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Towards a Knowledge-Based Web Surveillance Framework

Muhammad Abulaish
Associate Professor, Center of Excellence in Information Assurance, King Saud University, Riyadh, KSA

April 15, 2011
Fischbach Room, Folsom Library- 11:00 a.m. to 12:00 p.m.


Due to easy accessibility and availability of Internet, non-social elements are continuously utilizing it as a cost-effective infrastructure for disseminating information across the globe. Consequently, it is becoming a challenging task for intelligence agencies to track movement and activities of suspects around the globe. Since tracking of a single suspect can generate a large amount of semantic data, important details can be lost in a large volume of text resulting into an information overload problem. Moreover, due to huge size and dynamic nature of the WWW, a constant manual monitoring is not a feasible task and automated Web surveillance using data mining techniques are indispensable for efficiently securing the Web against its misuse. Primarily focusing on extraction of implicit and novel patterns (knowledge) from huge databases (structured data), data mining techniques have also proven to be very effective for analyzing unstructured (text documents) and semi-structured (Web documents) data. Consequently, various research areas including text mining, web mining, and social network analysis have emerged in recent past. In the context of Web surveillance, data mining can be a potential mean to identify suspects and their activities through analyzing Web data and social networks evolved from communication networks including e-mails, enterprise portals, or social networking sites like Facebook, Twitter, etc. Web surveillance involves various aspects of analyzing different metrics, features and processes in Web and social network data which include web-content mining, web- usage mining, community detection, link prediction, position/role analysis, information diffusion, and sentiment analysis. In this talk, we propose the design of a unified knowledge-based Web surveillance framework that combines information retrieval, natural language processing and data mining techniques to identify criminals and their networks on the Web. The proposed framework would provide necessary knowledge for the intelligence agencies to identify individuals who possibly can spread criminal ideologies, criminal profiling, criminal network analysis, and visualization of criminal's activities, linkages and relationships.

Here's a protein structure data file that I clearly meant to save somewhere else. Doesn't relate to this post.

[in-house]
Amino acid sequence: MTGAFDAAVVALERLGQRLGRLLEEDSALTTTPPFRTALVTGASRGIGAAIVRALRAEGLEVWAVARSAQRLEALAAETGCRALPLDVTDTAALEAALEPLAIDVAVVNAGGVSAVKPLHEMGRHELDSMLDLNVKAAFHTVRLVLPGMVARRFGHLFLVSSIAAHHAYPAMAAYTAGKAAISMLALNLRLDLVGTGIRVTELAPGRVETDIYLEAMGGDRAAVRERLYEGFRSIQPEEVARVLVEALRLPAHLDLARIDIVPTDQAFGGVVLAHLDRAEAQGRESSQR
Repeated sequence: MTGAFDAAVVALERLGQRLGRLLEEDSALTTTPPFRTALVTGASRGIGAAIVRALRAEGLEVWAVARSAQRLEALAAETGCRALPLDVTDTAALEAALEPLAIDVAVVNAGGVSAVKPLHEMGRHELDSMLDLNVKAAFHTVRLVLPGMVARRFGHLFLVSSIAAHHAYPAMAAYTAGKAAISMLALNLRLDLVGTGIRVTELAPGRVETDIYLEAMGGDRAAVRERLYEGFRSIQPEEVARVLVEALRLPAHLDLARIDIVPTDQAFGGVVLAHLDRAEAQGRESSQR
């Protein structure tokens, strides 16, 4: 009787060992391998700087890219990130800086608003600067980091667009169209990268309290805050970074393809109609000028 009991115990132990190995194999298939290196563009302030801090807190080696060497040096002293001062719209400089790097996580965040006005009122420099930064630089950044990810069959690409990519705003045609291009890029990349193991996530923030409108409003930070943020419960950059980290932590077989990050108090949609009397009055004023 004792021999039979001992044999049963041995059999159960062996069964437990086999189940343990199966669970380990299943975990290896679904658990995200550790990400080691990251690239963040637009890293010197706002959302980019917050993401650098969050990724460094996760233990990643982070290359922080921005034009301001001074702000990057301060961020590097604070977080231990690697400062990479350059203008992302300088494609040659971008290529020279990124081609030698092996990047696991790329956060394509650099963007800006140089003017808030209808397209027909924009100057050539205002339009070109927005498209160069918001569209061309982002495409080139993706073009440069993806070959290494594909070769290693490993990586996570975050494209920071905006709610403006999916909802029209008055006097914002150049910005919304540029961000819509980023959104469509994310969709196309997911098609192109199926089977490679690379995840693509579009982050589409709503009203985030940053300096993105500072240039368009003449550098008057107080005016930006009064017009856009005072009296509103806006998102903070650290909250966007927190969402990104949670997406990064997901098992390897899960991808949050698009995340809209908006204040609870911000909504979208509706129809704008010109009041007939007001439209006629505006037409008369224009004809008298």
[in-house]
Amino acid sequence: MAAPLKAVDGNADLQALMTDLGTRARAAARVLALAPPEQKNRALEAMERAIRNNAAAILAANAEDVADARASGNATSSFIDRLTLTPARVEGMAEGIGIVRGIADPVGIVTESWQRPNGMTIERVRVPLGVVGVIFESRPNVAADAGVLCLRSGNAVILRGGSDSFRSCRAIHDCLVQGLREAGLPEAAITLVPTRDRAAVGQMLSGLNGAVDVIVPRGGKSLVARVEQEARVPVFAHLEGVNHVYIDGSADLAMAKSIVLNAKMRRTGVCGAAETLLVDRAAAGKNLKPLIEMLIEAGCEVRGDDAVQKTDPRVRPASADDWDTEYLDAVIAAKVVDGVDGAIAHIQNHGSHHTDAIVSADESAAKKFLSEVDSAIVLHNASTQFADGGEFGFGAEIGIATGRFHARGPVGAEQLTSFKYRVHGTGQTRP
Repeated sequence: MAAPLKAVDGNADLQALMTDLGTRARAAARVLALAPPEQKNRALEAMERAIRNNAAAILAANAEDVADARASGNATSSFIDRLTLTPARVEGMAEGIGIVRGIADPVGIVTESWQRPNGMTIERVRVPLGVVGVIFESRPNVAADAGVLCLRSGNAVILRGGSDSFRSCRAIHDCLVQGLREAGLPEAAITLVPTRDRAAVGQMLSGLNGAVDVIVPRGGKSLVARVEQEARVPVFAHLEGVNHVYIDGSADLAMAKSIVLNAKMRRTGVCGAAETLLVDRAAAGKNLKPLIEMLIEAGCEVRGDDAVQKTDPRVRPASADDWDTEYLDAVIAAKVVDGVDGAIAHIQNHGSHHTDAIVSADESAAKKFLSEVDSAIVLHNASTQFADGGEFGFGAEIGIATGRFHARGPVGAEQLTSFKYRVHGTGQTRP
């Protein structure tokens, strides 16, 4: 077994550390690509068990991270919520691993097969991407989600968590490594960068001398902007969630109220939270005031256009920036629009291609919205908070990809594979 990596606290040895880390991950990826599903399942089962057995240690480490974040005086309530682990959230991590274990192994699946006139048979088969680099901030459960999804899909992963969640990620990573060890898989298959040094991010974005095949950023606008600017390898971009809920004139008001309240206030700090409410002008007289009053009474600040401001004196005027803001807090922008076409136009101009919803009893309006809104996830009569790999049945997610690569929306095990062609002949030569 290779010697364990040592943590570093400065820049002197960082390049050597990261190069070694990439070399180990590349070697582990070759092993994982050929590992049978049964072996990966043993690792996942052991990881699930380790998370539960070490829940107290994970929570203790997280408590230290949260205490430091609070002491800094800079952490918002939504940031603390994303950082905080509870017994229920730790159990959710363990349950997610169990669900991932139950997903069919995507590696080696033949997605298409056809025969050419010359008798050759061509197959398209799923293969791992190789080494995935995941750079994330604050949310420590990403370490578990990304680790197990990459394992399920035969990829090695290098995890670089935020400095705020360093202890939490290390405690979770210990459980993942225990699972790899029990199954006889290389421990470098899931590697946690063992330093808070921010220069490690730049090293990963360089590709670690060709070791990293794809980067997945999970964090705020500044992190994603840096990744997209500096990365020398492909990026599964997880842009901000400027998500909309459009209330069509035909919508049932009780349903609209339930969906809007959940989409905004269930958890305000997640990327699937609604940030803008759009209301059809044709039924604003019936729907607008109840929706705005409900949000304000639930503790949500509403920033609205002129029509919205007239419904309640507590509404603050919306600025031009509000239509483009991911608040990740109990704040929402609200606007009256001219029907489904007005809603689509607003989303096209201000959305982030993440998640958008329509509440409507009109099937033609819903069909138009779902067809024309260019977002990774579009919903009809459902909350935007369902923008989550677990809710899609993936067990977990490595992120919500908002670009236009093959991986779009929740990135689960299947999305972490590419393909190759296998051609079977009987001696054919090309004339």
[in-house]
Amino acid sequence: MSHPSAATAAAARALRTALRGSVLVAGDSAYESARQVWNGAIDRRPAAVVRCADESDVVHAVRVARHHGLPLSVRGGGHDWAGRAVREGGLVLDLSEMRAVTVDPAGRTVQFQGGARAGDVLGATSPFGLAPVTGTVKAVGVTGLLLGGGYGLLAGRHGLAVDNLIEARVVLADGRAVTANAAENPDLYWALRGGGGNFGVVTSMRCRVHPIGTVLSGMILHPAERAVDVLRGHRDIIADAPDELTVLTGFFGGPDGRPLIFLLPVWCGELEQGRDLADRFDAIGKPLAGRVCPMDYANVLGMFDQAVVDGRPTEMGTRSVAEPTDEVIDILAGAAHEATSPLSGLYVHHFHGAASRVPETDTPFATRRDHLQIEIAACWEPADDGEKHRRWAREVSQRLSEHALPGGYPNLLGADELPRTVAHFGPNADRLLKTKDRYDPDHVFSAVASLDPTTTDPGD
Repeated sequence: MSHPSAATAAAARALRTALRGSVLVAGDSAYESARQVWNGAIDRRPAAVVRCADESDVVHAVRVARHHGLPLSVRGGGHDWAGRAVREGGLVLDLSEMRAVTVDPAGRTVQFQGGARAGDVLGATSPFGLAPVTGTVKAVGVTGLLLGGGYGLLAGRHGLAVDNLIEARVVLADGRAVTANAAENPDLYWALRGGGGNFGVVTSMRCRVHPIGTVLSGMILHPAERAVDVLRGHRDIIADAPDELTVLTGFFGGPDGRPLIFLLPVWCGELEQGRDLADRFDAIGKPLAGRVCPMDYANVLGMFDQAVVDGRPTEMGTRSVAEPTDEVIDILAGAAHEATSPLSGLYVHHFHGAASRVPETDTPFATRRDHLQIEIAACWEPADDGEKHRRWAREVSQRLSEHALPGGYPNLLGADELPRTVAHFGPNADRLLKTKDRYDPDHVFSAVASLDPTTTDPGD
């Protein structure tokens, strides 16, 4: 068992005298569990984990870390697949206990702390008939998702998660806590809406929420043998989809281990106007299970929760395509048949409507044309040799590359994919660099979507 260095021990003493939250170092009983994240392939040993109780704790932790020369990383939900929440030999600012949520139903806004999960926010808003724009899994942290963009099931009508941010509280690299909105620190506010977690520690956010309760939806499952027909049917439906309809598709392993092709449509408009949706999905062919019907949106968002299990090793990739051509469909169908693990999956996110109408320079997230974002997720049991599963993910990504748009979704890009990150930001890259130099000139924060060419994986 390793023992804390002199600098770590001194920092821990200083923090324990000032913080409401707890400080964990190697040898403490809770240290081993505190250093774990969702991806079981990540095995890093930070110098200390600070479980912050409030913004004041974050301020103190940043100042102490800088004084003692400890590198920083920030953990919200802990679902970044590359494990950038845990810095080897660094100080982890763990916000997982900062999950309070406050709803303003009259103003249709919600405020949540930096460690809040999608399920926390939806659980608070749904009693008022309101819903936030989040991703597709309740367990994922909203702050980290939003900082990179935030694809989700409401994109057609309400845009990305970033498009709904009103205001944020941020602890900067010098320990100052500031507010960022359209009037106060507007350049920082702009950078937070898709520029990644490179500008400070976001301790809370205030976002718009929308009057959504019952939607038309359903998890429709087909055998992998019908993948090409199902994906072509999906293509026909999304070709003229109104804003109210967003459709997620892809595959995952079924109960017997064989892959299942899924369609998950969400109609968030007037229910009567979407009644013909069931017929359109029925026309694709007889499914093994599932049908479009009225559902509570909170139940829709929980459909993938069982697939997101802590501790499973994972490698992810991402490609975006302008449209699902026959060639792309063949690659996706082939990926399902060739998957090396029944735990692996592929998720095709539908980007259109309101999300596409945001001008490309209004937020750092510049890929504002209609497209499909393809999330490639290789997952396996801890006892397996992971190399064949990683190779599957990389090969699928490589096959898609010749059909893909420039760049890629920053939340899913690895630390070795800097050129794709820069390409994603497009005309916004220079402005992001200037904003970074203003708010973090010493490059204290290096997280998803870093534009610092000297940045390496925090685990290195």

Muhammad Abulaish is on leave from Jamia Millia Islamia (A Central University), New Delhi, India and working as an Associate Professor at the Center of Excellence in Information Assurance (CoEIA), King Saud University, Riyadh, KSA. At the center, he is leading the Internet Surveillance and Forensics research team. Abulaish received the Master degree in Computer Science and Applications from MNNIT India. Later, he received Ph.D. degree in Computer Science from Indian Institute of Technology (IIT) Delhi, India. Abulaish has also qualified the National Eligibility Test (NET) in Computer Science and Applications conducted by University Grants Commission (UGC) India. He has more than 12 years Computer Science teaching experience at undergraduate and postgraduate levels. He is a senior member of the Computer Society of India (CSI). He is also a member of IEEE and its Computer Society, ACM, ACM-SIGKDD, ISTE, IETE, and ISCA. Abulaish's current research interests span over the areas of Data Mining, Text Mining, Social Network Analysis, Information Retrieval, Web Intelligence, and Natural Language Processing (NLP). Abulaish has published one monograph entitled "Ontology Engineering for Imprecise Knowledge management", and over 30 research articles in Journals, Books and Conference Proceedings. He is a program committee member of several International Conferences/ Workshops. He is also an editorial board member and reviewer for various reputed journals in his field.

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Last updated: March 28, 2011